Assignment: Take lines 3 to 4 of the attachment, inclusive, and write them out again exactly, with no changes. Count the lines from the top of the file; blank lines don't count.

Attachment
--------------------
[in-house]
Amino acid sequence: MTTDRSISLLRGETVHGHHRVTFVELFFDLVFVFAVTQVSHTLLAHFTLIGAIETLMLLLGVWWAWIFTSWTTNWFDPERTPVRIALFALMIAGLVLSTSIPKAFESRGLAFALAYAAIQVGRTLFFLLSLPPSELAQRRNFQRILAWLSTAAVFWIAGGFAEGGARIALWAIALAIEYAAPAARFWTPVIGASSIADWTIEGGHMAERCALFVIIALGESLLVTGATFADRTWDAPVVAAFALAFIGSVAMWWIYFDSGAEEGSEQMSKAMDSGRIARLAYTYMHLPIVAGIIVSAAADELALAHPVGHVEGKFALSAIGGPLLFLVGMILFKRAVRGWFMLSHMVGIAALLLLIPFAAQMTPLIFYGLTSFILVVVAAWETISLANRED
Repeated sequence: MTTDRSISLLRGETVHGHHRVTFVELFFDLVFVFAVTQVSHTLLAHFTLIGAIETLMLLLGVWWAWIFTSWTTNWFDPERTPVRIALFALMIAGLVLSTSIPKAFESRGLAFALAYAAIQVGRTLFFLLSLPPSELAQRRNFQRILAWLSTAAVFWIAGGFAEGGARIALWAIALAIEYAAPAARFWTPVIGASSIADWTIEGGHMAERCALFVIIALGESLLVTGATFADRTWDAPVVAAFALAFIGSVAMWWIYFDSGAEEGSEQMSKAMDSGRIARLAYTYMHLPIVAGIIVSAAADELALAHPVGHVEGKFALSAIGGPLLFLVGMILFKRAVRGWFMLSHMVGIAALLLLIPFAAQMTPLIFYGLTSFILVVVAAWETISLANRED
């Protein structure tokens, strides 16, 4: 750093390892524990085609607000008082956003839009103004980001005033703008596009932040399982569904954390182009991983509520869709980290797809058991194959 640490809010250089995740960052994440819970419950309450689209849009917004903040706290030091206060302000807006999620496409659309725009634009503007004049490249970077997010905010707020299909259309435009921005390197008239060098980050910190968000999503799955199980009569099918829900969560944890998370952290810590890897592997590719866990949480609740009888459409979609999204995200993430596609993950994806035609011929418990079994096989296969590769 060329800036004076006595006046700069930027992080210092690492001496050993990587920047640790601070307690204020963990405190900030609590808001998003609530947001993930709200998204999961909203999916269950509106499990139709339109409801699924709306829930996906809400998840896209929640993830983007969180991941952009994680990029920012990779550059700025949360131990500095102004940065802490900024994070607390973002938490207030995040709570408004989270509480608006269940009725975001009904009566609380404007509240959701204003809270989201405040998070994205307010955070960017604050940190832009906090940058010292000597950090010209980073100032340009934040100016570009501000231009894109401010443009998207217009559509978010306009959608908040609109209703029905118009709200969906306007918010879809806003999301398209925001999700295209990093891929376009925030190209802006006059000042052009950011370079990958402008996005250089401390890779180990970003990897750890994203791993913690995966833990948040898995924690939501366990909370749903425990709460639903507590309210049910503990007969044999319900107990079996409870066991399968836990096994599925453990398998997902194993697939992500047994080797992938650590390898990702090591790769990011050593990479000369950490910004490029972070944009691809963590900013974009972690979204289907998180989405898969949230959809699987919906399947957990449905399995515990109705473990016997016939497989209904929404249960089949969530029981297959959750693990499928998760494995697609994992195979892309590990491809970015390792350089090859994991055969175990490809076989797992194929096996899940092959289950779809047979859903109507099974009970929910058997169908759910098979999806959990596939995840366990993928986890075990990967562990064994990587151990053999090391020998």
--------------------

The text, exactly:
Repeated sequence: MTTDRSISLLRGETVHGHHRVTFVELFFDLVFVFAVTQVSHTLLAHFTLIGAIETLMLLLGVWWAWIFTSWTTNWFDPERTPVRIALFALMIAGLVLSTSIPKAFESRGLAFALAYAAIQVGRTLFFLLSLPPSELAQRRNFQRILAWLSTAAVFWIAGGFAEGGARIALWAIALAIEYAAPAARFWTPVIGASSIADWTIEGGHMAERCALFVIIALGESLLVTGATFADRTWDAPVVAAFALAFIGSVAMWWIYFDSGAEEGSEQMSKAMDSGRIARLAYTYMHLPIVAGIIVSAAADELALAHPVGHVEGKFALSAIGGPLLFLVGMILFKRAVRGWFMLSHMVGIAALLLLIPFAAQMTPLIFYGLTSFILVVVAAWETISLANRED
């Protein structure tokens, strides 16, 4: 750093390892524990085609607000008082956003839009103004980001005033703008596009932040399982569904954390182009991983509520869709980290797809058991194959 640490809010250089995740960052994440819970419950309450689209849009917004903040706290030091206060302000807006999620496409659309725009634009503007004049490249970077997010905010707020299909259309435009921005390197008239060098980050910190968000999503799955199980009569099918829900969560944890998370952290810590890897592997590719866990949480609740009888459409979609999204995200993430596609993950994806035609011929418990079994096989296969590769 060329800036004076006595006046700069930027992080210092690492001496050993990587920047640790601070307690204020963990405190900030609590808001998003609530947001993930709200998204999961909203999916269950509106499990139709339109409801699924709306829930996906809400998840896209929640993830983007969180991941952009994680990029920012990779550059700025949360131990500095102004940065802490900024994070607390973002938490207030995040709570408004989270509480608006269940009725975001009904009566609380404007509240959701204003809270989201405040998070994205307010955070960017604050940190832009906090940058010292000597950090010209980073100032340009934040100016570009501000231009894109401010443009998207217009559509978010306009959608908040609109209703029905118009709200969906306007918010879809806003999301398209925001999700295209990093891929376009925030190209802006006059000042052009950011370079990958402008996005250089401390890779180990970003990897750890994203791993913690995966833990948040898995924690939501366990909370749903425990709460639903507590309210049910503990007969044999319900107990079996409870066991399968836990096994599925453990398998997902194993697939992500047994080797992938650590390898990702090591790769990011050593990479000369950490910004490029972070944009691809963590900013974009972690979204289907998180989405898969949230959809699987919906399947957990449905399995515990109705473990016997016939497989209904929404249960089949969530029981297959959750693990499928998760494995697609994992195979892309590990491809970015390792350089090859994991055969175990490809076989797992194929096996899940092959289950779809047979859903109507099974009970929910058997169908759910098979999806959990596939995840366990993928986890075990990967562990064994990587151990053999090391020998």